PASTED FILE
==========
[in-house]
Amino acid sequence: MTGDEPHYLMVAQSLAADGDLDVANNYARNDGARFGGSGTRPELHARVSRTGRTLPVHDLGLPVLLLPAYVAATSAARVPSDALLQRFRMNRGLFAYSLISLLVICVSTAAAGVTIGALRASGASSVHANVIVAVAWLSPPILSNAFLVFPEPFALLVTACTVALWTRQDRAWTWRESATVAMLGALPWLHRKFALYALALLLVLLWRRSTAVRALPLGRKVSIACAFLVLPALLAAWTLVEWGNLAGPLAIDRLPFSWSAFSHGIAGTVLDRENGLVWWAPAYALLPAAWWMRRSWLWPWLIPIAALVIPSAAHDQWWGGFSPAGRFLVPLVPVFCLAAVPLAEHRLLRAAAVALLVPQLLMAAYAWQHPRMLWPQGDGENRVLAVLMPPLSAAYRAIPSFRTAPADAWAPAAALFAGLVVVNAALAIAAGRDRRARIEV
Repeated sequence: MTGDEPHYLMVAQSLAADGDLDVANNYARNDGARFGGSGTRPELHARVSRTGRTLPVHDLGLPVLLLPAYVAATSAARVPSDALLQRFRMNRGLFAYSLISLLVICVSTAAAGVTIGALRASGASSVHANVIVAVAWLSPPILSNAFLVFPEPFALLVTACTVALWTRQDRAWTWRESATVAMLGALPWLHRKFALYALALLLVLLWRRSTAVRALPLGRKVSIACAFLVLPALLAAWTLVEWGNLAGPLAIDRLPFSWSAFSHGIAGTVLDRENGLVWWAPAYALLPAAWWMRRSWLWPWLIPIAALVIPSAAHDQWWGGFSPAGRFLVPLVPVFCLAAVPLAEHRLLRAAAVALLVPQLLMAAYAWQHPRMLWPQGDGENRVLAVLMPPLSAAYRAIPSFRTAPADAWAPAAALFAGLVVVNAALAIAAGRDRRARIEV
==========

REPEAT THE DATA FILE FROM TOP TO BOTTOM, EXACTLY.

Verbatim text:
[in-house]
Amino acid sequence: MTGDEPHYLMVAQSLAADGDLDVANNYARNDGARFGGSGTRPELHARVSRTGRTLPVHDLGLPVLLLPAYVAATSAARVPSDALLQRFRMNRGLFAYSLISLLVICVSTAAAGVTIGALRASGASSVHANVIVAVAWLSPPILSNAFLVFPEPFALLVTACTVALWTRQDRAWTWRESATVAMLGALPWLHRKFALYALALLLVLLWRRSTAVRALPLGRKVSIACAFLVLPALLAAWTLVEWGNLAGPLAIDRLPFSWSAFSHGIAGTVLDRENGLVWWAPAYALLPAAWWMRRSWLWPWLIPIAALVIPSAAHDQWWGGFSPAGRFLVPLVPVFCLAAVPLAEHRLLRAAAVALLVPQLLMAAYAWQHPRMLWPQGDGENRVLAVLMPPLSAAYRAIPSFRTAPADAWAPAAALFAGLVVVNAALAIAAGRDRRARIEV
Repeated sequence: MTGDEPHYLMVAQSLAADGDLDVANNYARNDGARFGGSGTRPELHARVSRTGRTLPVHDLGLPVLLLPAYVAATSAARVPSDALLQRFRMNRGLFAYSLISLLVICVSTAAAGVTIGALRASGASSVHANVIVAVAWLSPPILSNAFLVFPEPFALLVTACTVALWTRQDRAWTWRESATVAMLGALPWLHRKFALYALALLLVLLWRRSTAVRALPLGRKVSIACAFLVLPALLAAWTLVEWGNLAGPLAIDRLPFSWSAFSHGIAGTVLDRENGLVWWAPAYALLPAAWWMRRSWLWPWLIPIAALVIPSAAHDQWWGGFSPAGRFLVPLVPVFCLAAVPLAEHRLLRAAAVALLVPQLLMAAYAWQHPRMLWPQGDGENRVLAVLMPPLSAAYRAIPSFRTAPADAWAPAAALFAGLVVVNAALAIAAGRDRRARIEV